I don’t know what the future of photo-voltaic electricity is but it’s becoming common enough that I’m beginning to notice it. Back in solar paving blocksApril, on a trip to NC, I passed several very large solar panel fields in Eastern North Carolina. I mentioned it to my brother who lived in the area and was told there are several more just like it.

Last week while driving through the Lower 9th Ward of New Orléans I noticed that almost all new or rehabilitated homes were sporting solar arrays on their roofs. Later in the week I drove past a very large solar field just to the east of Memphis, TN along I-40.

Ohio, according to the following fact list, is not sitting on its buttocks when it comes to solar.

Facts on the Ohio Solar Industry

  • There are currently more than 188 solar companies at work throughout the value chain in Ohio, employing 3,800.
  • In 2013, Ohio installed 21 MW of solar electric capacity, ranking it 20th nationally.
  • The 91 MW of solar energy currently installed in Ohio ranks the state 16th in the country in installed solar capacity. There is enough solar energy installed in the state to power 10,500 homes.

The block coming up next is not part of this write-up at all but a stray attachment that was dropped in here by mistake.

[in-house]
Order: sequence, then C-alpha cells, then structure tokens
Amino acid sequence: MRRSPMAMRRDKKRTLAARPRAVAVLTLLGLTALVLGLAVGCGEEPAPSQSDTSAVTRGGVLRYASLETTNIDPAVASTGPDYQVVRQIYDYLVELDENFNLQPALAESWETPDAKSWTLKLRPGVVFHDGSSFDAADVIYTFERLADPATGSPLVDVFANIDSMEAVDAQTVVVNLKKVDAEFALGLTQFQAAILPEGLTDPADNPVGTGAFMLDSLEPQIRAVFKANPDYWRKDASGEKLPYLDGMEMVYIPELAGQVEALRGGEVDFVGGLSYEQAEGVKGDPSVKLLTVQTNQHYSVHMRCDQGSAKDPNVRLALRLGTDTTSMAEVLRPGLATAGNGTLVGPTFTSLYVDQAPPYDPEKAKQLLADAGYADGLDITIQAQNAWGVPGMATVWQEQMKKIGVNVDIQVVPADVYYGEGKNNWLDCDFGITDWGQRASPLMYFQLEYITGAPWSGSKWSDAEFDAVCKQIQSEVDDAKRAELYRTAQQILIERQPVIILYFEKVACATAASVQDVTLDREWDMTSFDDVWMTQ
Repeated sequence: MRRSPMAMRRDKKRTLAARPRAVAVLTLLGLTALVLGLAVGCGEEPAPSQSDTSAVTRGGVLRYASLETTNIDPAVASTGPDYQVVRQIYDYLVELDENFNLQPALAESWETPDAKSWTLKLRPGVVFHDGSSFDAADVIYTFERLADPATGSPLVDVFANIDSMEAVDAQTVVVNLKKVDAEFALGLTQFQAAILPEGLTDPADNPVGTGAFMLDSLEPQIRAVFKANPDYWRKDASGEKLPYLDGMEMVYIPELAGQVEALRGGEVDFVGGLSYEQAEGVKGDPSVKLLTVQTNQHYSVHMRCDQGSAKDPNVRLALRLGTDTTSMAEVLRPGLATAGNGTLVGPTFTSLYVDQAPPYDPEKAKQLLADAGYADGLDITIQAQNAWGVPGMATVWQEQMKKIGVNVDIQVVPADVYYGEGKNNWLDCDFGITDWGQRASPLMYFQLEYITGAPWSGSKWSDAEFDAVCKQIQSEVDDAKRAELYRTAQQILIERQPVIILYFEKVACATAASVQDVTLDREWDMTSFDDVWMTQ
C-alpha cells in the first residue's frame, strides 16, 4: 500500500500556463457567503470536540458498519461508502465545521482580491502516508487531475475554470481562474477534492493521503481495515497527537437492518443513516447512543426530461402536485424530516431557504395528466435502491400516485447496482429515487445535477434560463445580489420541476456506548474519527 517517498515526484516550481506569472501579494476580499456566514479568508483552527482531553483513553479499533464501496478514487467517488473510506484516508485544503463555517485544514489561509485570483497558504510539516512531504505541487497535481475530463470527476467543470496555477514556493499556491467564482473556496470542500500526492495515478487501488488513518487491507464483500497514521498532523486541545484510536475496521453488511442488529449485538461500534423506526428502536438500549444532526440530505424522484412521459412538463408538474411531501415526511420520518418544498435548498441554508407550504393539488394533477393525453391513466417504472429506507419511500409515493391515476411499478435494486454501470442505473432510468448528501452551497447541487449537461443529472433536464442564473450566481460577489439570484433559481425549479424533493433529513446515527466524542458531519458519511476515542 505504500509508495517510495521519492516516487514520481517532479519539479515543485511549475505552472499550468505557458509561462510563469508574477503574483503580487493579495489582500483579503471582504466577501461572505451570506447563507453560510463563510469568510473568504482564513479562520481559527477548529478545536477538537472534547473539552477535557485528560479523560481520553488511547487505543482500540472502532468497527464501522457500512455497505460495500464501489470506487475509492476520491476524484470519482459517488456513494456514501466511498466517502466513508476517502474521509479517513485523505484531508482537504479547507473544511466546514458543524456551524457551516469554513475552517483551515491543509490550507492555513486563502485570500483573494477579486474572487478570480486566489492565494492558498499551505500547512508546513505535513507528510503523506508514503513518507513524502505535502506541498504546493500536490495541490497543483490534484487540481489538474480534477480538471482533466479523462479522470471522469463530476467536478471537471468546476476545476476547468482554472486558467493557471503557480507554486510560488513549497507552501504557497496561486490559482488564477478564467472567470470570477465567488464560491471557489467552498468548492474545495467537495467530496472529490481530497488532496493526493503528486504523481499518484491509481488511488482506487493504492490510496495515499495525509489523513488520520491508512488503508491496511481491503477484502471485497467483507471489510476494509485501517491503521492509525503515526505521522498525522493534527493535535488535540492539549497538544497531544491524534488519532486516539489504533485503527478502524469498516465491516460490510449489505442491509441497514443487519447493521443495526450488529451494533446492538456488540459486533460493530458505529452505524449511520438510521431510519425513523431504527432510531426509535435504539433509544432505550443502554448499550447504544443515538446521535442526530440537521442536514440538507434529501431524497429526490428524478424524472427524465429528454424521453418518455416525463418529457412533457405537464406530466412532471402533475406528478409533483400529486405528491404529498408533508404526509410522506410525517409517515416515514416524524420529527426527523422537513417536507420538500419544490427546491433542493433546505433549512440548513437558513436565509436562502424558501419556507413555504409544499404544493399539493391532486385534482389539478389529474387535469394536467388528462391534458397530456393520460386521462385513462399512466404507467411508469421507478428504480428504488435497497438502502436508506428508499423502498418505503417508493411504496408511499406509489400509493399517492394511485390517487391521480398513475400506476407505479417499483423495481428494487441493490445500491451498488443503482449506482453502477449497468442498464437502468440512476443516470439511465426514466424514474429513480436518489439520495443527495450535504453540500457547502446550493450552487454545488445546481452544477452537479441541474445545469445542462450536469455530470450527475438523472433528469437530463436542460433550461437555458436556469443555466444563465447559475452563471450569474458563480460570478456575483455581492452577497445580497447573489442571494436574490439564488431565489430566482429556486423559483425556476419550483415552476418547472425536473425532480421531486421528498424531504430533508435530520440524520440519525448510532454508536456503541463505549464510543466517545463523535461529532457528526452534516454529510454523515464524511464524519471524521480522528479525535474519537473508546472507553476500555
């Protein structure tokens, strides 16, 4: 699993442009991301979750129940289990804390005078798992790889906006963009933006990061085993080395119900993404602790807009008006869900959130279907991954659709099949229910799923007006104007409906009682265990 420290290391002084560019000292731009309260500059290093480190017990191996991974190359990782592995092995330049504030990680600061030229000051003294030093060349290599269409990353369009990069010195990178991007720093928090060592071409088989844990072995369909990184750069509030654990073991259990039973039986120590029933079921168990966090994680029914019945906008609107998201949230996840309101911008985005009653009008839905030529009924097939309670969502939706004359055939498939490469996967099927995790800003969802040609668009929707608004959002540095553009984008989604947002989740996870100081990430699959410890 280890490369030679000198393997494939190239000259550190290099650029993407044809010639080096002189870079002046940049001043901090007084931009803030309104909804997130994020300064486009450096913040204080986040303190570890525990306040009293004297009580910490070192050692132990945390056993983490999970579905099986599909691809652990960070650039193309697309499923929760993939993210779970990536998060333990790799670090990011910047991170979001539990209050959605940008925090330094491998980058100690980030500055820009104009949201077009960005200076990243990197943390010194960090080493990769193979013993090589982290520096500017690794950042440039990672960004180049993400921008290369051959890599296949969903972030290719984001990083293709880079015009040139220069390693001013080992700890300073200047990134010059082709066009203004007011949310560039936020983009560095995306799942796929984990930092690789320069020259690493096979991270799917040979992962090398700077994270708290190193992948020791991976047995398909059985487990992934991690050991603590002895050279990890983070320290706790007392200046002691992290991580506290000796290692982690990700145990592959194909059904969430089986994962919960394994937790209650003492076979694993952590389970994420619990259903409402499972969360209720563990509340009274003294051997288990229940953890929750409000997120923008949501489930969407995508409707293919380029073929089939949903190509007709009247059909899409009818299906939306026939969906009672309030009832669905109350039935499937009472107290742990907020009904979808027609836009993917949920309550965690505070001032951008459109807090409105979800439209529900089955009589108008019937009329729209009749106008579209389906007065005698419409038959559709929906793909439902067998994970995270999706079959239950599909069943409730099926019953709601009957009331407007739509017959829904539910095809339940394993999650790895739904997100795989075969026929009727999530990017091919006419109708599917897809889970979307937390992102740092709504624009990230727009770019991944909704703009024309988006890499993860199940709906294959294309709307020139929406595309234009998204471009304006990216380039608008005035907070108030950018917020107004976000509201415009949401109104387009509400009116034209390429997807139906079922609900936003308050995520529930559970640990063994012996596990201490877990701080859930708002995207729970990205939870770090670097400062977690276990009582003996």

• In 2013, $72 million was invested in Ohio to install solar for home, business and utility use.
  • Average installed residential and commercial photovoltaic system prices in Ohio have fallen by 12% in the last year. The price to install solar on homes and business has dropped steadily across the country — by 4% from last year and 37% from 2010.

The absolutely coolest solar thing I’ve come across lately is an idea from a company called Indiego and they are playing around with solar panels made tough enough to be used as paving bricks on highways, playgrounds, and parking lots. Don’t know how far they are from production but watch the video below and tell me this isn’t coolest freakin’ thing you’ve seen in a while.

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